Although missing class can be a major reason students fail a course, Pennsylvania College of Technology research has found other contributing factors. “We believe a fear of asking questions and failing paralyzes many students from seeking the help they need to be successful,” says Carolyn Strickland, vice president for enrollment management and associate provost of Penn College. “Asking for an explanation of class material they don’t understand, seeking out assistance when studying for a test, effectively managing stress and anxiety that results from a bad grade—these are all indicators of whether a student has a high level of academic buoyancy, an ability to overcome everyday challenges and obstacles in the academic setting. The inability to manage the everyday obstacles turns into more serious issues, including dropping out.”
By addressing these fears and obstacles, Penn College has increased its retention rate of first-year students by almost 11 percent since 2009. Tohme of Trinity discloses that around mid-semester, a good number of freshmen will find themselves failing a class. “The important thing is not to let this realization defeat you but to let it serve as a wake-up call,” she advises. “Academic success at the college level takes more time, energy and effort than what most students realize. It is important to take stock of current study habits and time management and look for changes that need to be made. Set up an appointment with the professor to discuss ways you could improve your grade. Then go to your university’s academic success center. Many schools will offer free tutoring, writing workshops and help with time management and study skills.”
Trying To Maintain High School Relationships
Beiswanger of UCCS says he often sees freshmen trying to maintain their high school relationships, but it’s especially difficult when their significant other goes to a different school.
“Students have told me they felt like they were cheating if they went out and had fun, regardless of what their significant other was doing at their college,” he says. “Some have told me they wished they had ended it in high school to allow them to move on and mature. However, I’ve also seen it work.
“But students should remember they are growing and maturing and experiencing different things in college and shouldn’t be afraid to meet new people—even if that means their high school relationship ends,” he says. “College relationships are far more adult than anything they have previously experienced and can be far more powerful.”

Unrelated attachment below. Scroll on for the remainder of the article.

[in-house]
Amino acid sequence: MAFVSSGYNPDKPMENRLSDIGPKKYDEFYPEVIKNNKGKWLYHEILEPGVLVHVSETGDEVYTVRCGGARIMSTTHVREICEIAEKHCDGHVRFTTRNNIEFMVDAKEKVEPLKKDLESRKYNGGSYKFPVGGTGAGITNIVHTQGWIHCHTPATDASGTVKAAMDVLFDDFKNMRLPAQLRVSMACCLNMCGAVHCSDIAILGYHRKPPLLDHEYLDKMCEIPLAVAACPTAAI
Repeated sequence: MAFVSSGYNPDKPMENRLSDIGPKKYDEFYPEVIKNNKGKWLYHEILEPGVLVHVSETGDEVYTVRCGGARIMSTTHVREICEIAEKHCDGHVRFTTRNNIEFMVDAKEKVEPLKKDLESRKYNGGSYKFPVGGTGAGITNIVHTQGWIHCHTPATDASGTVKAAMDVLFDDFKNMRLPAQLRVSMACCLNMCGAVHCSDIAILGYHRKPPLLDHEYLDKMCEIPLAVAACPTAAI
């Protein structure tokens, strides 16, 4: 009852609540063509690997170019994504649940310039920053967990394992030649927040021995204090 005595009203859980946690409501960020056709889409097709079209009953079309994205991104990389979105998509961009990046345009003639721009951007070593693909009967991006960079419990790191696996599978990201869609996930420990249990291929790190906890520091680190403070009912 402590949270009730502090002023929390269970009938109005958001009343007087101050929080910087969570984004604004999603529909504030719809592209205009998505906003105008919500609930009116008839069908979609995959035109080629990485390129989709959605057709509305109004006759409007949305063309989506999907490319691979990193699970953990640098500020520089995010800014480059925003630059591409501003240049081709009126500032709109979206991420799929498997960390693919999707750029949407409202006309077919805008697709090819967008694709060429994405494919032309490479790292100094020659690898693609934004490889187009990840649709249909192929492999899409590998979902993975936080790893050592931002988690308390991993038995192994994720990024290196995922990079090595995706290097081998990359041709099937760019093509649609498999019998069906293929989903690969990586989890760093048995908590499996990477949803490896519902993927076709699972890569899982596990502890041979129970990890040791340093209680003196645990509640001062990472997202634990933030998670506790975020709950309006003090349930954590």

People joke about college kids being broke and eating ramen noodles, but it’s true for several reasons: overspending, lack of income and living off credit cards.
“One of the habits I am most concerned with for this generation is the coffee habit,” says Bowman of Southwestern. “The daily $6 coffee (and for some students they have two or three a day) means you are spending at least $40 per week. Add that to the two or three trips out to eat with friends, tickets to the game and the fun T-shirts being sold by your favorite club, and you can easily blow through several hundred dollars each month.
“Another challenge is that your budget may be very different from your friends’ budget,” Bowman says. “If you don’t have as much money as they do, it can be awkward to turn down opportunities to go out. One suggestion may be to find a way to do free things together on campus so that no one has to spend money.”
Bowman warns that students should never live off a credit card in college. “Credit cards often present an unrealistic freedom for students, but the spending can quickly add up at a very high interest rate,” she says. “That $10 pizza can wind up costing you $40 in interest over time.”
Sederquist of Purdue recommends students have a job on campus every year. “This will not only provide you with money, but also, more importantly, it will provide you with an increased work ethic, better time management skills, and last but certainly not least, a reference letter from an employer.”
On the flip side, once you understand budgeting, you can borrow money more responsibly. “Don’t be afraid to take out loans if it will afford you a better living situation,” advises Beiswanger of UCCS. “You have to treat yourself as a priority to be successful. The student who is constantly hungry, overworked and unhealthy will struggle to be successful in college. You are investing in yourself.”